Holding up two fingers, Gabe said, “Points of interest. One, no one’s going to see them unless our boy sashays from behind the counter.” Adrian nodded, but looked unconvinced. Gabe continued, “And two? Think longshoreman chic. Think … slumming?”
While Gabe and Adrian oohed and aahed over his new “look,” Jake fought back the urge to throw up. When they finished, Jake’s counter sported a new display with the chenille infinity scarves sporting a special sale price of seventy-nine ninety-five, and the wool blends had migrated to the last chance basket at the end of the counter.
It took exactly an hour and forty minutes for Jake to sell out, including the offending pinkish-orange bit of fluff that clashed with his ruddy complexion and auburn curls. That left him more than enough time to rearrange the displays and ruminate on what Cole had planned for their date.
The Plaza food court sat right across from Central Park. He could see Cole and him grabbing a quick bite, then maybe strolling through the park hand-in-hand. Jake tried to recall if they’d actually held hands like that, like boyfriends would. When they’d shaken hands out there on the street, it had been like slow motion torture feeling the ridges on their fingers doing bumper cars until their thumbs had nestled into the notches, and they’d gripped tight enough to notice, but not so much as to make it seem like a challenge.
That pause, that temptation to look him in the eye and take the measure of the man, was like the moment of suspension at the top of the slope on the roller coaster. That moment when anticipation and fear and the sheer insanity of letting go made his eyes roll up in his head, made him scream like a little girl. It had been that kind of thrill.
But then Cole had let go. Bam, just like that. So abruptly he acted like a snake had bitten him, and that had sent Jake plummeting in freefall down the first incline.
The second freefall was him coming so hard, he’d thought he was having a stroke. It hurt so much he could barely stand the pleasure, and nothing and no one had ever done that to him. But it hadn’t stopped there. O’Neil had done the unthinkable, he’d gathered Jake into his arms, wrapping him in warmth, flesh-to-flesh, muscle-to-muscle, and they’d shared heartbeats until Jake heard, felt, lived his impossible fantasy.
Two as one.
Cole had released the inhibitions Jake forever hid behind, inhibitions that had always saved him from caring, protecting him from the hope that always got derailed before he’d even begun to map its boundaries. With Cole, Jake sensed there were no boundaries. Cole was either all in, or not at all.
That made the mixed signals in the morning so damned confusing and so hurtful. They’d left Jake’s feelings in tatters, smashed his ability to handle the rapid changes of direction. He was used to hurt, but this…
This was something else entirely.
It was dangerous. Wonderful. Beautiful. It was going to beat him to an emotional pulp and leave him not just wounded but scarred for eternity.
Cole O’Neil was going to force Jake Richardson to do the one thing he’d avoided all his life…
Cole O’Neil was going to force Jake to live.
Jake wished the staff a good evening and locked up. In the employee lounge, he carefully folded the loaner sweat shirt and sweat pants and placed them in a shopping bag. He felt silly returning it to Cole on their second date, mostly because he’d spent the bulk of the afternoon and evening building up the pending meeting to monumental, make-or-break proportions. He hoped they would end up back at Cole’s loft for a repeat of the previous night, but there was no guarantee of that. Nor was there a guarantee that date number three was in the cards.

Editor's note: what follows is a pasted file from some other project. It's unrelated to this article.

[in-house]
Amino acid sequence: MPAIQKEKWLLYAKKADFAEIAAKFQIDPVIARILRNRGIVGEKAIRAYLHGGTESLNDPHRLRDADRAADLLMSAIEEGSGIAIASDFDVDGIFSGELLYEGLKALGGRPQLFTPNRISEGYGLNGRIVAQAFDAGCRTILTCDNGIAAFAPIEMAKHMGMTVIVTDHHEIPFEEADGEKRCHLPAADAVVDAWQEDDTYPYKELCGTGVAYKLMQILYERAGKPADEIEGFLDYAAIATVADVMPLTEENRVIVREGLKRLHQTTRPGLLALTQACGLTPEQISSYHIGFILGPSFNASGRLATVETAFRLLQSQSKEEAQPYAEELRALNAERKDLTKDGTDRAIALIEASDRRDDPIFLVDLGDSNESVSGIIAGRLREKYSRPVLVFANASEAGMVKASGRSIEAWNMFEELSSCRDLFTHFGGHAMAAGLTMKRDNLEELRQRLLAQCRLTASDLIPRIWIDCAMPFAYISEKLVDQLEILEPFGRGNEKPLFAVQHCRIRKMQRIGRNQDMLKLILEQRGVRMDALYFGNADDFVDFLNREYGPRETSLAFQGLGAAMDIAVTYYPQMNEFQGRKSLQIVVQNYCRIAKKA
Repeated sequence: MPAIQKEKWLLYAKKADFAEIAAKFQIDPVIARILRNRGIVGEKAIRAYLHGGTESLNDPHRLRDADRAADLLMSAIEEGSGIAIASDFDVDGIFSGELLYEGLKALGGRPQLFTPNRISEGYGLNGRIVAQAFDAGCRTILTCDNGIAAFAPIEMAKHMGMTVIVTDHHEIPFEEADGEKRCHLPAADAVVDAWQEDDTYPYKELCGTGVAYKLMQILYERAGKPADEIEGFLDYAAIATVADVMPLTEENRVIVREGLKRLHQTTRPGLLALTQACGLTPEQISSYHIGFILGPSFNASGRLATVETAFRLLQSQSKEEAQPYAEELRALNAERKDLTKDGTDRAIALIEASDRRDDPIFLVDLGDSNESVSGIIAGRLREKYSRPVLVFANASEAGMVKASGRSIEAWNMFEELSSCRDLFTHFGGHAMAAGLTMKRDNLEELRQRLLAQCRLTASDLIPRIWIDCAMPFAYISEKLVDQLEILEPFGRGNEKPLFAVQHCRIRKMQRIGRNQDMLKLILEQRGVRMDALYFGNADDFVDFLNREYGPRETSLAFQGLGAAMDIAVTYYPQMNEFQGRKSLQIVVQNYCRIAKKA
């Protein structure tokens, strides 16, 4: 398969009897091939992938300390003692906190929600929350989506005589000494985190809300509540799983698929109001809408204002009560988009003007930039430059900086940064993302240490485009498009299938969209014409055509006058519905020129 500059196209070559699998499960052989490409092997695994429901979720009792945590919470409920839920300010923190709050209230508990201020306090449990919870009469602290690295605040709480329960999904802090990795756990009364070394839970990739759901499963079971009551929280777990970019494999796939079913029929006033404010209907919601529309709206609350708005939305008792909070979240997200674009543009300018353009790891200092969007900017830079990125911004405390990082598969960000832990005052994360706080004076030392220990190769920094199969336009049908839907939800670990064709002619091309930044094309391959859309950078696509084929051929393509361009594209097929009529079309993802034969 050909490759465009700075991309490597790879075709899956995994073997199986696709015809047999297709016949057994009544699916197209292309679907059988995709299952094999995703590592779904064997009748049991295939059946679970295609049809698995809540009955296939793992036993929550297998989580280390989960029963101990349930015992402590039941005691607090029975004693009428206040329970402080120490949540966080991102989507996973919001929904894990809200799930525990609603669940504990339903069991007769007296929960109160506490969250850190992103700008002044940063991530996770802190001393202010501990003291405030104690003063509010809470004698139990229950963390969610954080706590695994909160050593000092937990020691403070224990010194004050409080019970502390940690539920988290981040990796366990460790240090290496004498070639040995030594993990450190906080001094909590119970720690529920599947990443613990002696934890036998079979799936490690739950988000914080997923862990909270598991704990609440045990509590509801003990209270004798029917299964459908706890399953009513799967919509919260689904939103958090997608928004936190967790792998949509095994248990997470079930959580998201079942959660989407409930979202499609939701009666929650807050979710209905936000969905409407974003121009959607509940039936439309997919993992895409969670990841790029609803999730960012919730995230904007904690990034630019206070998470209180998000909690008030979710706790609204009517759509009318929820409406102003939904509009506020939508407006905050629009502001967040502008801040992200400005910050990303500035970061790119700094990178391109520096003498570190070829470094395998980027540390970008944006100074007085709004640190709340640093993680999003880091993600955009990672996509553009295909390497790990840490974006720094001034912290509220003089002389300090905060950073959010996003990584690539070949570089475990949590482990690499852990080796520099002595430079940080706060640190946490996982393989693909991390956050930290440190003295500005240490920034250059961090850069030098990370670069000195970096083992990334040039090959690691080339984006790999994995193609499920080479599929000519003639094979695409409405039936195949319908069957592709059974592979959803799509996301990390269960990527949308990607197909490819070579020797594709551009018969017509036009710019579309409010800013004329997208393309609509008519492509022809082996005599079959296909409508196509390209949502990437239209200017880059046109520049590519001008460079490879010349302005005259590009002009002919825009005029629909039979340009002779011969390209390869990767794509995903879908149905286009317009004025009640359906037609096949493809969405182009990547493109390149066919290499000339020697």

As much as Jake hated playing that numbers game, the sad fact was … he wasn’t in control. Not of Cole’s intentions, or his feelings. All he had was his own set of wishes and dreams, all of which threatened to careen into chaos.
If he left the bag behind, would that send the wrong message? Would it tell Cole he didn’t care enough about the man’s generosity to return his clothing, or did it imply he’d withheld them because he assumed there would be another time, another opportunity—a date or maybe a simple friends hanging out together or a hey, wanna grab a bite with me…?
Jake nearly jumped out of his skin when Adrian barked from the doorway, “What’s in the bag, Richardson?”
My future? The man of my dreams? My biggest fucking mistake ever?
Jerking out the sweatshirt, he held it up and stammered, “Workout clothes?”
The man wrinkled his nose and sneered, “Right.” Jake breathed a sigh of relief and tucked the garment back in the bag. The respite was short-lived when Adrian said, “I’ve got my eye on you, mister. Just remember that.”
Jake mumbled, “Yes, sir,” and choked back an expletive. The man had always hated him, and this wasn’t the first time he’d laid a veiled threat on him, but it was the first time Jake was guilty as charged. The sleek softness of the purloined turtleneck felt like it had grown a barbed wire lining.
Jake shrugged into his commuter coat, wrapped his fingers around the shopping bag handles and bolted for the rear door. He murmured, “Have a good evening,” and prepared to make a run for it.
Adrian barked, “Be sure you’re on time Tuesday, asshole. It’s your turn to open.”
Jake stumbled on the slick iron steps leading to the alley behind the store.
“Um, that’s my birthday. I’ve got the day off. Remember?” Somehow he’d made it to the macadam without breaking his neck. He turned and looked up at the featureless man backlit by the weak overhead floodlight.
“Nine sharp, buttercup.” Adrian flashed an evil grin. “Or don’t come in at all.” With that he slammed the door. Jake heard the locks click into place and shuddered.
He knows, I know he knows. Fuck, fuck, fuck…
With guilt weighing him down, Jake turned left and power-walked toward the end of the block. If he was lucky, he’d catch the subway home in time to run into the deli and have Mario make up a pastrami hero. He hadn’t eaten all day, his nerves about the date…